Greater Than AIDS
The Greater Than AIDS movement responds to the AIDS crisis in the United States, in particular the severe and disproportionate epidemic among Black Americans. Through a national media campaign and community outreach, Greater Than AIDS aims to elevate the public's knowledge and understanding of HIV/AIDS and confront the stigma surrounding the disease. Although national in scope, the effort is targeting communities most heavily affected, based on HIV/AIDS incidence and prevalence data.
Major media companies are working together to distribute Greater Than AIDS public service ads and related content across the country. Special promotions provide more in-depth coverage. State and local health departments and AIDS offices, AIDS service organizations and other community groups are developing targeted efforts to reach priority groups and locals. Corporate partners are helping to cross promote and extend the reach of the media campaign.
Greater Than AIDS is about the power of individuals acting together to achieve a greater goal – in this case, reducing the spread of HIV. By stressing unity, hope and empowerment, Greater Than AIDS inspires each and every one of us – in our relationships, families and communities – to do our part to stem HIV/AIDS.
Today in the U.S., more than 1.1 million people are living with HIV and/or AIDS – nearly half are Black Americans, far surpassing any other racial or ethnic group. In 2008, the U.S. Centers for Disease Control and Prevention (CDC) reported the domestic epidemic had been undercounted and was significantly worse than prior estimates with 40% more infections occurring nationally that previously believed. According to the CDC, one in five Americans living with HIV doesn't know it, and in some cities the rate is even higher.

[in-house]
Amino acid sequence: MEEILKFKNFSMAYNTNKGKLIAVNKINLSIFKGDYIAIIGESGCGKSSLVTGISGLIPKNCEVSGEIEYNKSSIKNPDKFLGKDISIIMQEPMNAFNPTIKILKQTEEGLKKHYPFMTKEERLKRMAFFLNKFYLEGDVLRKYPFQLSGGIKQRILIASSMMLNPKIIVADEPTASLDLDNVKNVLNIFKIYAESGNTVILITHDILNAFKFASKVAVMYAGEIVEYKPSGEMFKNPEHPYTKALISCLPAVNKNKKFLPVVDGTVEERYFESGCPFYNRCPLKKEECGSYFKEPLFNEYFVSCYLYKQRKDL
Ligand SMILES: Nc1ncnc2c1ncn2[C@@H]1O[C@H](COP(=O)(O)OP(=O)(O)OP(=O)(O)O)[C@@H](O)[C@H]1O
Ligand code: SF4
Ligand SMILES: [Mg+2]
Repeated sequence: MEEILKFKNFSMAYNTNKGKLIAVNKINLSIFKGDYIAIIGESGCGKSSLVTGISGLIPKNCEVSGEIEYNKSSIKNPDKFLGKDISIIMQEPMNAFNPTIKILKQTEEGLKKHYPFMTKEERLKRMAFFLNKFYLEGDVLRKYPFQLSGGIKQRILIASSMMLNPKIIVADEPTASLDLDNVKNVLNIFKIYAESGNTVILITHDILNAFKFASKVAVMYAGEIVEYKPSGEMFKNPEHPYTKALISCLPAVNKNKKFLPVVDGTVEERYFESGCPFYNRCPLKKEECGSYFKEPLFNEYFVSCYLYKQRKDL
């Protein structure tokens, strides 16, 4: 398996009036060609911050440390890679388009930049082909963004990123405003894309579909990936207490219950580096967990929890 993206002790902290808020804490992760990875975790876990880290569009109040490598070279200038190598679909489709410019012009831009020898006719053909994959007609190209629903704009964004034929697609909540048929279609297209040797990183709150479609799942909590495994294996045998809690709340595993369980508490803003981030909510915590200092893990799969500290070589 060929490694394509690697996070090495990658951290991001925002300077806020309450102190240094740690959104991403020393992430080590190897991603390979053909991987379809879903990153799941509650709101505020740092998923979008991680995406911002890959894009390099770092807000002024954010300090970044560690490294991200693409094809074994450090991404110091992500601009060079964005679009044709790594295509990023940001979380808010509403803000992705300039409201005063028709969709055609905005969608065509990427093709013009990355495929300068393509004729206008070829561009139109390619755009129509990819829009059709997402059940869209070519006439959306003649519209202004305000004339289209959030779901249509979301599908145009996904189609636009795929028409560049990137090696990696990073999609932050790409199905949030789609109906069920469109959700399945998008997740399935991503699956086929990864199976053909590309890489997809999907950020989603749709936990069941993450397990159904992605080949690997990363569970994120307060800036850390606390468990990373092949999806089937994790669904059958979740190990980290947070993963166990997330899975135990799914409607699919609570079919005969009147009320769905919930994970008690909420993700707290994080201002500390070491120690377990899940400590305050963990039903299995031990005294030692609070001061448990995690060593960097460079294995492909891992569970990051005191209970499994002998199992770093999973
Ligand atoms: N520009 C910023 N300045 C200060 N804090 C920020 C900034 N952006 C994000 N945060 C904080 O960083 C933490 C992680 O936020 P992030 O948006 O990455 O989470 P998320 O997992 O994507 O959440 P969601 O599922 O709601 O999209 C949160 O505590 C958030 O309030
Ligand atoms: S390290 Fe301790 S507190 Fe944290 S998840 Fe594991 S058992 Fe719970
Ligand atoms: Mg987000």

While AIDS is a serious disease – indeed a deadly threat, especially for Black Americans who are more likely to die as a result – HIV is preventable. Although no cure yet exists, treatment can dramatically improve and extend the lives of those infected. By confronting the misconceptions and stigma that keep people from taking actions – such as using protection or getting tested or talking openly – it is possible to stem the spread of HIV and reduce the devastating effects of HIV/AIDS.
Greater Than AIDS is developed in support of Act Against AIDS, a multi-year effort by the U.S. Centers for Disease Control and Prevention to help refocus attention on HIV/AIDS in the U.S.
The Kaiser Family Foundation – a leader in health communications – provides strategic direction and day-to-day management as well as oversees the production of the media campaign. The Black AIDS Institute is a founding partner, providing leadership and technical assistance. Additional financial and substantive support is provided by the Ford Foundation, Elton John AIDS Foundation and MAC AIDS